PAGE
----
Christina Vercelletto, senior editor at Scholastic’s Parent & Child Magazine, has something to say about shopping for school supplies.
Has anyone else noticed how specific school supply lists have gotten? I’ve had friends in Florida tell me they have, so I know it’s not just me here in New York.
For the last few years, my daughter’s lists have included items like Fiskar scissors, Pearl pink erasers, a box of 24 Crayola crayons, marble composition books in five different colors, Ticonderoga pencils, and a purple 2- inch binder.
I’m finding school supply shopping harder and pricier. Have you ever tried to find a purple 2-inch binder? I wound up having to order it online, and pay shipping that nearly doubled my cost. This specificity also keeps me from being able to reuse still-serviceable supplies from last year, which seems like a waste.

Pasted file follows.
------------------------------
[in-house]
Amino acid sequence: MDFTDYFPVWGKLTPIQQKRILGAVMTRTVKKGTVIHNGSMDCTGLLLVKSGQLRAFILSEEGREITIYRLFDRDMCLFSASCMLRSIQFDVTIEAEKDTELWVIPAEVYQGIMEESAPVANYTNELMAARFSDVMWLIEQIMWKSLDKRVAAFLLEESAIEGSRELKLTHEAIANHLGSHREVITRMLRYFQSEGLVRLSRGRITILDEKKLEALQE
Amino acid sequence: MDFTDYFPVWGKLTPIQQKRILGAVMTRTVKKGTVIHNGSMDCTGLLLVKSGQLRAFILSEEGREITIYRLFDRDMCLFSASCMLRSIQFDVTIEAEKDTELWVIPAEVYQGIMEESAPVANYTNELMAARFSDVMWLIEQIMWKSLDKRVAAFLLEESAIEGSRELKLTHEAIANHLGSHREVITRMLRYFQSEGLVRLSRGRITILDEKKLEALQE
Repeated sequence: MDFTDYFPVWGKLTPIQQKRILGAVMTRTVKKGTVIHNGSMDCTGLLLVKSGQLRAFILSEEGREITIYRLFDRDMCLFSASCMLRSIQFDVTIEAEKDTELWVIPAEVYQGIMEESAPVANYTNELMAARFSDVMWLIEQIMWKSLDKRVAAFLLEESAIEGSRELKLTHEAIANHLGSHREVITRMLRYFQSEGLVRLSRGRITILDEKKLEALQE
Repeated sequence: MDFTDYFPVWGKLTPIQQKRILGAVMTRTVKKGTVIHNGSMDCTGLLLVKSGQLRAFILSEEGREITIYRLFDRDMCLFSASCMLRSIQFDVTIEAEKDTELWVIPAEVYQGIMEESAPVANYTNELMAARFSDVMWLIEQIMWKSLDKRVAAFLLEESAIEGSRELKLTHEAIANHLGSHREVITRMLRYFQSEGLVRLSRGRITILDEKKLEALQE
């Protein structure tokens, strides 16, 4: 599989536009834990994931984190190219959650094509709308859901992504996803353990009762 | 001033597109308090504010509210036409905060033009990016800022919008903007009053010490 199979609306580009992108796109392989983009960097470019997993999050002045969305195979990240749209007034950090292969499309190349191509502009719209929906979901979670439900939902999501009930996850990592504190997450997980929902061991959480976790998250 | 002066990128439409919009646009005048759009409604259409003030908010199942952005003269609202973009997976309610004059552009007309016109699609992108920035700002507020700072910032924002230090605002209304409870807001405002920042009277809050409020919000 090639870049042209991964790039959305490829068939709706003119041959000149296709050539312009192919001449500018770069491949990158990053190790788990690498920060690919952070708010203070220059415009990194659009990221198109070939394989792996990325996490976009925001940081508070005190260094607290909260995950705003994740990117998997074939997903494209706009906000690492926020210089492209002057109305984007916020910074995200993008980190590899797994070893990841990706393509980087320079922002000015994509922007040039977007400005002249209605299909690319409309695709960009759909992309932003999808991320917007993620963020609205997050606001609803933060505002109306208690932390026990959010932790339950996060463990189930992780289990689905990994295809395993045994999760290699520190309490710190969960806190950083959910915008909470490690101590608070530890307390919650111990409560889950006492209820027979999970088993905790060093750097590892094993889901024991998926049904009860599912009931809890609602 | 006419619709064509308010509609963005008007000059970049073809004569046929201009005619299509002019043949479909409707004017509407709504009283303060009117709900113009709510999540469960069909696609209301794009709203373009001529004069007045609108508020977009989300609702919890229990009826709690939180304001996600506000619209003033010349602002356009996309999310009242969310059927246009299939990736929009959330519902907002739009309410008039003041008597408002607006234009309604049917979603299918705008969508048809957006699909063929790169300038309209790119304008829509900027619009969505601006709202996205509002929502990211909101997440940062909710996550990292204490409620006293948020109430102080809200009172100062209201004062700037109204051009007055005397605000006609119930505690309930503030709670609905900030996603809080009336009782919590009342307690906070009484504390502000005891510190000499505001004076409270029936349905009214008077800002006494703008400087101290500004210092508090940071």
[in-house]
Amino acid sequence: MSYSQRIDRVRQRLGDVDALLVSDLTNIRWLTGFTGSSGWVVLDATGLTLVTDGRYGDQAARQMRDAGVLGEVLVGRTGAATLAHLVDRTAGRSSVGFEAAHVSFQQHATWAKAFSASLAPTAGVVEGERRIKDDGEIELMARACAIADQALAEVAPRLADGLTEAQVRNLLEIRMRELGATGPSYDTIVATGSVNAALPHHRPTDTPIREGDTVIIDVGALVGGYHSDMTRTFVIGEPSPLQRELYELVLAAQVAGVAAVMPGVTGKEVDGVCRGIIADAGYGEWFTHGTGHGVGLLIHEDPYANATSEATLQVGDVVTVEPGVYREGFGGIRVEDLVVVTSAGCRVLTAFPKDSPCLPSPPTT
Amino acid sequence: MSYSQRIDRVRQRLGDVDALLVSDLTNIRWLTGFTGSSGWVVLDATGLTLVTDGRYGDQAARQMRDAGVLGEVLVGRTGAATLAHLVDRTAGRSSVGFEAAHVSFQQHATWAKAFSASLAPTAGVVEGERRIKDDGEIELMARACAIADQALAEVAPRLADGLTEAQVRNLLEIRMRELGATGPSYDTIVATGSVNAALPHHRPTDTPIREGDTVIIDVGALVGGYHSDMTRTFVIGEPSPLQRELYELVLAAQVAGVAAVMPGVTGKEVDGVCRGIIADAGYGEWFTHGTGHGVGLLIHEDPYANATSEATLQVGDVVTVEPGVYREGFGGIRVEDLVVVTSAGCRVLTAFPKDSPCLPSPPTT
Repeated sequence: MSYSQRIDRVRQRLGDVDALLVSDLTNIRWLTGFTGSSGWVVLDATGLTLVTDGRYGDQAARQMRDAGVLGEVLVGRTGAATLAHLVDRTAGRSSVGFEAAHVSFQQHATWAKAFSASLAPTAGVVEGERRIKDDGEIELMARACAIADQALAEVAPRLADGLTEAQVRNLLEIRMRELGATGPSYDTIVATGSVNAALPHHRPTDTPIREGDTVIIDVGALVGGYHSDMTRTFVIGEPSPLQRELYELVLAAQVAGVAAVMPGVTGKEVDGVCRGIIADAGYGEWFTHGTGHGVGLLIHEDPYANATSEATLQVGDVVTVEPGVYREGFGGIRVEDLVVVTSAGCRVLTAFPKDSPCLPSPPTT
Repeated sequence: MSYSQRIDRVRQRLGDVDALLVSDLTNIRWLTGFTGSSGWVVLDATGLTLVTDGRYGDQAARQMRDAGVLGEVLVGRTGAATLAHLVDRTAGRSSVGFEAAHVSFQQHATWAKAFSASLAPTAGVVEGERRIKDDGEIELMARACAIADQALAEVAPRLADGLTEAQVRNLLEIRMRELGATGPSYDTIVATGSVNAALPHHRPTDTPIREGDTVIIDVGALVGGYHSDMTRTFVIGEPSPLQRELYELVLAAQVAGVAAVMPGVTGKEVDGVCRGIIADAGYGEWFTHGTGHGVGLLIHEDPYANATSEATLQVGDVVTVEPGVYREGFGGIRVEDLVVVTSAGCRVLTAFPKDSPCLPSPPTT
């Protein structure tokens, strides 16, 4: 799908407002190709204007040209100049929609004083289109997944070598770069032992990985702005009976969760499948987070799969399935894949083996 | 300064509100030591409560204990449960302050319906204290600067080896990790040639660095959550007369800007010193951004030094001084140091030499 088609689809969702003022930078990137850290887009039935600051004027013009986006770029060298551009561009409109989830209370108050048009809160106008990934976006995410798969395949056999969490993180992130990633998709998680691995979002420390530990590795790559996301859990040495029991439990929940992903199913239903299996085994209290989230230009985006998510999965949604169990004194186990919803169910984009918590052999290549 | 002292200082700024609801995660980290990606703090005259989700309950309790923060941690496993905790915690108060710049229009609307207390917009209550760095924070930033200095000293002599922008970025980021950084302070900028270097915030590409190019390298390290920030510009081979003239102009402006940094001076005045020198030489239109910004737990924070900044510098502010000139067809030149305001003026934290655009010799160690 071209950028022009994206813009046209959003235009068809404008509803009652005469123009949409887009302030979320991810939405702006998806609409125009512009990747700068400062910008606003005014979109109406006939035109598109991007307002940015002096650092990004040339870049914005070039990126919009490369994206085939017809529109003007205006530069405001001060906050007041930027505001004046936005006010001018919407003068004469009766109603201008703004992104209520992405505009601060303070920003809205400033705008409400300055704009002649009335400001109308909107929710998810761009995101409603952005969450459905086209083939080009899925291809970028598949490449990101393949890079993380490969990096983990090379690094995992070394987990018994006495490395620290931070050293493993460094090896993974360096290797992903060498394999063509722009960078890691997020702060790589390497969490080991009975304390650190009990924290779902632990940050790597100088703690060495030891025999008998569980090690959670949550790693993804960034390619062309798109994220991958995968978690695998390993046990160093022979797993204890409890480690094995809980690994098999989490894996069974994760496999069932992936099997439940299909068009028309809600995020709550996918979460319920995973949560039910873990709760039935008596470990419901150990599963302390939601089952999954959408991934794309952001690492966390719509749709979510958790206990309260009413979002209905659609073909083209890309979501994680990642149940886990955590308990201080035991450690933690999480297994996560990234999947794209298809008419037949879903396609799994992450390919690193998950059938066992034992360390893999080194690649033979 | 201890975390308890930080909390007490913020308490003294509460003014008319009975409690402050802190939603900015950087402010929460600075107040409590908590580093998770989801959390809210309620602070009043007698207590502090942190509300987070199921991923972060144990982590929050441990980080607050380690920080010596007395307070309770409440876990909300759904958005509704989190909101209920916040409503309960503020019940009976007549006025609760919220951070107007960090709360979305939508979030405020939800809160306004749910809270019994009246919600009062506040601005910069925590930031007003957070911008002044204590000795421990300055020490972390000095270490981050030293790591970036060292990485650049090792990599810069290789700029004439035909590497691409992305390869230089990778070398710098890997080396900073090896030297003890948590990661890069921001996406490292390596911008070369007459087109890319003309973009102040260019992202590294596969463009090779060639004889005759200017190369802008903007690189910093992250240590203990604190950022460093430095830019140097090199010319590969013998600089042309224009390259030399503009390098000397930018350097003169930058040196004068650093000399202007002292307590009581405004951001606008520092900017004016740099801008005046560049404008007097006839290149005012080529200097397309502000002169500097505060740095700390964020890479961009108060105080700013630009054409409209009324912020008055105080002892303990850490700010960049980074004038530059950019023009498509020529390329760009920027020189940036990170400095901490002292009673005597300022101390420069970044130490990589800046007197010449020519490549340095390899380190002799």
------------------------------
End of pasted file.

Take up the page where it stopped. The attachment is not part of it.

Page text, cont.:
But what bothers me most is that my daughter is missing out on the fun of picking out her own markers, or the folder with the cute puppy on it. I always enjoyed school supply shopping as a kid. There was something about notebooks so new the pages stuck together that was, as corny as it sounds, magical. And what was more exciting that finding sparkly pencils in your favorite color, or cool erasers in the shape of baseballs and footballs? It makes me a little sad to think that my daughter can’t take that same delight in it.
I’ve discussed this phenomenon with other moms, and two theories on why it exists have emerged: some of us think it is simply because the brand name, presumably higher quality, goods will work better and last longer, resulting in fewer requests sent home for replacement supplies. The rest imagine it springs from the modern urge to make sure all kids are equal. In other words, maybe the old way resulted in some kids being unhappy that classmates had fancier supplies than they did.
Teachers: which camp is right? Maybe neither? Maybe both?
And parents: do you love uber-detailed supply lists, or hate them?
image via MomMaven